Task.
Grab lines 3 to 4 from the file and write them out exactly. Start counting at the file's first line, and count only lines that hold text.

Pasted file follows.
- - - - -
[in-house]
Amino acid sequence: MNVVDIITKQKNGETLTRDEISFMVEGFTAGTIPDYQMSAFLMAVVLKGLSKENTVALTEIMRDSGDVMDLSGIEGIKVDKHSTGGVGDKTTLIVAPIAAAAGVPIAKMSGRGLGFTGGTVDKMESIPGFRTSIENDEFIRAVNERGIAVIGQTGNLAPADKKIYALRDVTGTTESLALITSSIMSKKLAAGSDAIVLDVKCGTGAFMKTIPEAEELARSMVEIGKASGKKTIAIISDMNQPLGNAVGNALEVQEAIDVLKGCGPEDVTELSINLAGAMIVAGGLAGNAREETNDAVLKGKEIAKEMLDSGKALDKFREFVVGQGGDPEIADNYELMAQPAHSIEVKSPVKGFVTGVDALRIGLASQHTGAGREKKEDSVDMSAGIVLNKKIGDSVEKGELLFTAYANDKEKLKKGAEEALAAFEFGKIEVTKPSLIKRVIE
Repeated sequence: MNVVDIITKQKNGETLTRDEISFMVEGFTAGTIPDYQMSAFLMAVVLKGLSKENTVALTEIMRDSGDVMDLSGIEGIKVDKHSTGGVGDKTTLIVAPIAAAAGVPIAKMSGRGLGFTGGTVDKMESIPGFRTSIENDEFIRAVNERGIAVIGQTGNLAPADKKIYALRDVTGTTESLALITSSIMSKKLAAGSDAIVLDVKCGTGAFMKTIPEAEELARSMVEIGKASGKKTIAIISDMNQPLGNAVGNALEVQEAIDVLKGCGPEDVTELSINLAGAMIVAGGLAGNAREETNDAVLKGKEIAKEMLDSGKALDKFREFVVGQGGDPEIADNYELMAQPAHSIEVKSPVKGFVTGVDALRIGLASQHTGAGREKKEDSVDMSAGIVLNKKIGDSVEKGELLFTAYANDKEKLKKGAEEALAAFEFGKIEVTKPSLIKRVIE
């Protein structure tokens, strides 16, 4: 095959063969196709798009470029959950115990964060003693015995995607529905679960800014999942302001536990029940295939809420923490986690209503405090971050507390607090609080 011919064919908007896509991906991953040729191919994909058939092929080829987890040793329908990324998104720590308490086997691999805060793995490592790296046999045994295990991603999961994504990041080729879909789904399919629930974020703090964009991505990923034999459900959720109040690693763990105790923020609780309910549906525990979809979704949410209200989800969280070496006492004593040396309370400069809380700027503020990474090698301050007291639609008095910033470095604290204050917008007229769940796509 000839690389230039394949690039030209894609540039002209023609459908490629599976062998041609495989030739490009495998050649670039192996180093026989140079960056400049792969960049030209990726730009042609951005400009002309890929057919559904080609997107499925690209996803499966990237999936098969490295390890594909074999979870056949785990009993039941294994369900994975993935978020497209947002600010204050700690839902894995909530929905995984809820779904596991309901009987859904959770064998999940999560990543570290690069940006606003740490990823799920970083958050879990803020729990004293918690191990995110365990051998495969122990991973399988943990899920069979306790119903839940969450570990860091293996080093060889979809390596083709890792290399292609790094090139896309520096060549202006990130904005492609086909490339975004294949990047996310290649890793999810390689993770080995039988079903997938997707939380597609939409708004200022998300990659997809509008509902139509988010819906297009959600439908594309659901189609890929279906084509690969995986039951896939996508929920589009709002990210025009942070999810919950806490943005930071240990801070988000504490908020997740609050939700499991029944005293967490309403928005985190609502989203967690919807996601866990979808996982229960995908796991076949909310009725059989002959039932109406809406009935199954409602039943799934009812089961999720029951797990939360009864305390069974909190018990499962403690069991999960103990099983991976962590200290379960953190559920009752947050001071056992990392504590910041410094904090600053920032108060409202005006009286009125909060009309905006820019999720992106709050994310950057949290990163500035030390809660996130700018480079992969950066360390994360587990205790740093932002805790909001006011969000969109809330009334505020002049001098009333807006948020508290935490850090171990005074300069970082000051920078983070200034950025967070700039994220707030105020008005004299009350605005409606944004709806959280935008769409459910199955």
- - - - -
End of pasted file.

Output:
Repeated sequence: MNVVDIITKQKNGETLTRDEISFMVEGFTAGTIPDYQMSAFLMAVVLKGLSKENTVALTEIMRDSGDVMDLSGIEGIKVDKHSTGGVGDKTTLIVAPIAAAAGVPIAKMSGRGLGFTGGTVDKMESIPGFRTSIENDEFIRAVNERGIAVIGQTGNLAPADKKIYALRDVTGTTESLALITSSIMSKKLAAGSDAIVLDVKCGTGAFMKTIPEAEELARSMVEIGKASGKKTIAIISDMNQPLGNAVGNALEVQEAIDVLKGCGPEDVTELSINLAGAMIVAGGLAGNAREETNDAVLKGKEIAKEMLDSGKALDKFREFVVGQGGDPEIADNYELMAQPAHSIEVKSPVKGFVTGVDALRIGLASQHTGAGREKKEDSVDMSAGIVLNKKIGDSVEKGELLFTAYANDKEKLKKGAEEALAAFEFGKIEVTKPSLIKRVIE
């Protein structure tokens, strides 16, 4: 095959063969196709798009470029959950115990964060003693015995995607529905679960800014999942302001536990029940295939809420923490986690209503405090971050507390607090609080 011919064919908007896509991906991953040729191919994909058939092929080829987890040793329908990324998104720590308490086997691999805060793995490592790296046999045994295990991603999961994504990041080729879909789904399919629930974020703090964009991505990923034999459900959720109040690693763990105790923020609780309910549906525990979809979704949410209200989800969280070496006492004593040396309370400069809380700027503020990474090698301050007291639609008095910033470095604290204050917008007229769940796509 000839690389230039394949690039030209894609540039002209023609459908490629599976062998041609495989030739490009495998050649670039192996180093026989140079960056400049792969960049030209990726730009042609951005400009002309890929057919559904080609997107499925690209996803499966990237999936098969490295390890594909074999979870056949785990009993039941294994369900994975993935978020497209947002600010204050700690839902894995909530929905995984809820779904596991309901009987859904959770064998999940999560990543570290690069940006606003740490990823799920970083958050879990803020729990004293918690191990995110365990051998495969122990991973399988943990899920069979306790119903839940969450570990860091293996080093060889979809390596083709890792290399292609790094090139896309520096060549202006990130904005492609086909490339975004294949990047996310290649890793999810390689993770080995039988079903997938997707939380597609939409708004200022998300990659997809509008509902139509988010819906297009959600439908594309659901189609890929279906084509690969995986039951896939996508929920589009709002990210025009942070999810919950806490943005930071240990801070988000504490908020997740609050939700499991029944005293967490309403928005985190609502989203967690919807996601866990979808996982229960995908796991076949909310009725059989002959039932109406809406009935199954409602039943799934009812089961999720029951797990939360009864305390069974909190018990499962403690069991999960103990099983991976962590200290379960953190559920009752947050001071056992990392504590910041410094904090600053920032108060409202005006009286009125909060009309905006820019999720992106709050994310950057949290990163500035030390809660996130700018480079992969950066360390994360587990205790740093932002805790909001006011969000969109809330009334505020002049001098009333807006948020508290935490850090171990005074300069970082000051920078983070200034950025967070700039994220707030105020008005004299009350605005409606944004709806959280935008769409459910199955």